“American Indian Race”: Badge of Honor, or a Cattle Brand?

The American Indian Race

While we, Native people, are all members of the Red Race, we all come from different tribal nations with different tongues, differing traditional practices, and different beliefs. Until the arrival of the European there was little conflict between our nations. I am uncomfortable with the terms “American Indian” and “Native American.” America was not here before we were. Tacking “American” onto “Native” is another condition to be administered in the effort to assimilate us into the western culture.

American Indian Race

The print on this 1891 picture says, “Three of Uncle Sam’s Pets. We get rations every 29 days. Our pulse is good. Expressive medium. We put in 60 minutes each hour in our present attitude.” Three Lakota teenage boys in western clothing, sitting near a tree—probably on or near Pine Ridge Reservation.

If I forget the Lakotah and Odawa nations I am loyal to and originate from, I will lose my way. In that “way” is the genetic memory of the life we lived, as Native people, before the arrival of the Waisichu. It was a life of honor and respect for all living and life-supporting things.

America is the European creation on our land. Those who established the United States of America on our land were all of European descent. Their point of reference in establishing such a government came from their origins in Europe and the western influence they lived under. Europe was polluted and life and the living were under threat from the pollution in men’s hearts and the pollution they created in the life support systems of creation around them.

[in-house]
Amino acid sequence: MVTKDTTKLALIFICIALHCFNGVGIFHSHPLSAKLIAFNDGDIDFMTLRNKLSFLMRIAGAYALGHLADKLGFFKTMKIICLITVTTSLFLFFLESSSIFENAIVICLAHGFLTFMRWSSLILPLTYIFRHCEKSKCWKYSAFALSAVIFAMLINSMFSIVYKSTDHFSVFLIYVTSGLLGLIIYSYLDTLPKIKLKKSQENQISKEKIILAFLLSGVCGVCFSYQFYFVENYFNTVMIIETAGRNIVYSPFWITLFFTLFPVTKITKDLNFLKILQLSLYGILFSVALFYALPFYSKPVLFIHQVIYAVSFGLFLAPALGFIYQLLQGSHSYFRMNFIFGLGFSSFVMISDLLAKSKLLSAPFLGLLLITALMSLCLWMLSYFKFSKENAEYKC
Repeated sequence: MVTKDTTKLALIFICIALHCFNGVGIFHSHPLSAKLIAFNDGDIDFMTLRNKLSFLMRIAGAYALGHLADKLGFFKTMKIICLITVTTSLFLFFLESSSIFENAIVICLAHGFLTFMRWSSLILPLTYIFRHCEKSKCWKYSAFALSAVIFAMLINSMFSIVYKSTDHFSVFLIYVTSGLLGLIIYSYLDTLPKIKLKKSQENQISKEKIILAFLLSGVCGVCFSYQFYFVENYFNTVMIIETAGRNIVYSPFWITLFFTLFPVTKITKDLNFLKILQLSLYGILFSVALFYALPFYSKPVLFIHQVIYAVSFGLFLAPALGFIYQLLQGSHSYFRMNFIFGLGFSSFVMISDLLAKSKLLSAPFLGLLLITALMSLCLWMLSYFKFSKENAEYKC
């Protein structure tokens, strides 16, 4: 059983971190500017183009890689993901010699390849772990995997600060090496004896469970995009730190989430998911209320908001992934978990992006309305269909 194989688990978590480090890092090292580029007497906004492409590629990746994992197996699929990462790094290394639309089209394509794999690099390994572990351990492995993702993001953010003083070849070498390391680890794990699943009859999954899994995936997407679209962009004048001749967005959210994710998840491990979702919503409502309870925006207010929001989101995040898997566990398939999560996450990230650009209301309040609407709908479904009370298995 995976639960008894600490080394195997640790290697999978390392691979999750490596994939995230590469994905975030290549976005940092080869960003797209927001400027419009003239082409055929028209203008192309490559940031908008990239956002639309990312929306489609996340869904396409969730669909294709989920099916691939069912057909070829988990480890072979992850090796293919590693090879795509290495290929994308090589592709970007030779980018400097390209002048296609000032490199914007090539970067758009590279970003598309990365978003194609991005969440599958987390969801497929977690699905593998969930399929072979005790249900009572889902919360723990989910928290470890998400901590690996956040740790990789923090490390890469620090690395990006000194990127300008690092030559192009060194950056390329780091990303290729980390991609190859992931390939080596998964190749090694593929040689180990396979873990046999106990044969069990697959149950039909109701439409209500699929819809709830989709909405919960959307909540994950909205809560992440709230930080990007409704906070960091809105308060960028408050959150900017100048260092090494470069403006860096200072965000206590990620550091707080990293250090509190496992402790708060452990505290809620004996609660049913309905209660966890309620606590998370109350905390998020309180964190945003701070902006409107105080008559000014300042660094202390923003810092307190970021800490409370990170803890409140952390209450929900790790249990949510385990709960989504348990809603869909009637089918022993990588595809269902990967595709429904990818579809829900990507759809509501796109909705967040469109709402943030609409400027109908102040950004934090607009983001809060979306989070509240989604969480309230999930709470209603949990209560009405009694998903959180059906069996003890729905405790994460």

We, as The Indigenous to this Turtle Island (North America), have only to point out the destructive conditions that have developed with the arrival of the European in the rising level of pollution around us in the air, the water, and the earth, as well as in the universe. This kind of pollution came from a pollution of their hearts that has been genetically passed down to them. They are their father’s sons and daughters. Unaddressed historical trauma and its genetic residuals passed down have dictated their conduct. It is the only point of reference they have.

I am uncomfortable hearing more of my Red brothers and sisters referring to themselves with the identity of “Native Americans.” Gradually, the consciousness of who they are and where they come from is being lost and the day will come when they will not be able to find their way home.

To learn more about how I found my way home through generations cultural trauma, read my book, Dancing My Dream. It can be purchased through this web site and through Amazon.com.

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